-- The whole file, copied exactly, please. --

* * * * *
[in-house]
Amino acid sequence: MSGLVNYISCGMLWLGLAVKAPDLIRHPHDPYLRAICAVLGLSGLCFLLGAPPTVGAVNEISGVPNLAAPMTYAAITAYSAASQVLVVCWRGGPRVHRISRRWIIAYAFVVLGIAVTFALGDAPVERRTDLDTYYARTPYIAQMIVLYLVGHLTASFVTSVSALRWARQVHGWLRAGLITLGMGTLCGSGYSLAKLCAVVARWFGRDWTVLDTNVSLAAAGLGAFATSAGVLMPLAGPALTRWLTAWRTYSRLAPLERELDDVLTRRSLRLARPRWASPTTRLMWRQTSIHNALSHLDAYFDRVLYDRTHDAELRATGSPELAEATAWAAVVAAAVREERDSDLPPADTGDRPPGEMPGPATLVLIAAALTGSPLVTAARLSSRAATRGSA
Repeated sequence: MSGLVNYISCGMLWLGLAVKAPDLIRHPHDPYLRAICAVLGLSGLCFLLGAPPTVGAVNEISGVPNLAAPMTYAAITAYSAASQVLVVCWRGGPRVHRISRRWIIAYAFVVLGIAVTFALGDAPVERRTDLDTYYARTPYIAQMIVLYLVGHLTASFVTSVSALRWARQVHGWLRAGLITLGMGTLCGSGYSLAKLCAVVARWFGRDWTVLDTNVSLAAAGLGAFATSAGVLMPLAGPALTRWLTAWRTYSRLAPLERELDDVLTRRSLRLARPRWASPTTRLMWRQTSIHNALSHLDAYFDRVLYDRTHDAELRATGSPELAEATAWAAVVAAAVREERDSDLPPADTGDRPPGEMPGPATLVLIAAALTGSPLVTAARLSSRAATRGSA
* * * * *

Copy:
[in-house]
Amino acid sequence: MSGLVNYISCGMLWLGLAVKAPDLIRHPHDPYLRAICAVLGLSGLCFLLGAPPTVGAVNEISGVPNLAAPMTYAAITAYSAASQVLVVCWRGGPRVHRISRRWIIAYAFVVLGIAVTFALGDAPVERRTDLDTYYARTPYIAQMIVLYLVGHLTASFVTSVSALRWARQVHGWLRAGLITLGMGTLCGSGYSLAKLCAVVARWFGRDWTVLDTNVSLAAAGLGAFATSAGVLMPLAGPALTRWLTAWRTYSRLAPLERELDDVLTRRSLRLARPRWASPTTRLMWRQTSIHNALSHLDAYFDRVLYDRTHDAELRATGSPELAEATAWAAVVAAAVREERDSDLPPADTGDRPPGEMPGPATLVLIAAALTGSPLVTAARLSSRAATRGSA
Repeated sequence: MSGLVNYISCGMLWLGLAVKAPDLIRHPHDPYLRAICAVLGLSGLCFLLGAPPTVGAVNEISGVPNLAAPMTYAAITAYSAASQVLVVCWRGGPRVHRISRRWIIAYAFVVLGIAVTFALGDAPVERRTDLDTYYARTPYIAQMIVLYLVGHLTASFVTSVSALRWARQVHGWLRAGLITLGMGTLCGSGYSLAKLCAVVARWFGRDWTVLDTNVSLAAAGLGAFATSAGVLMPLAGPALTRWLTAWRTYSRLAPLERELDDVLTRRSLRLARPRWASPTTRLMWRQTSIHNALSHLDAYFDRVLYDRTHDAELRATGSPELAEATAWAAVVAAAVREERDSDLPPADTGDRPPGEMPGPATLVLIAAALTGSPLVTAARLSSRAATRGSA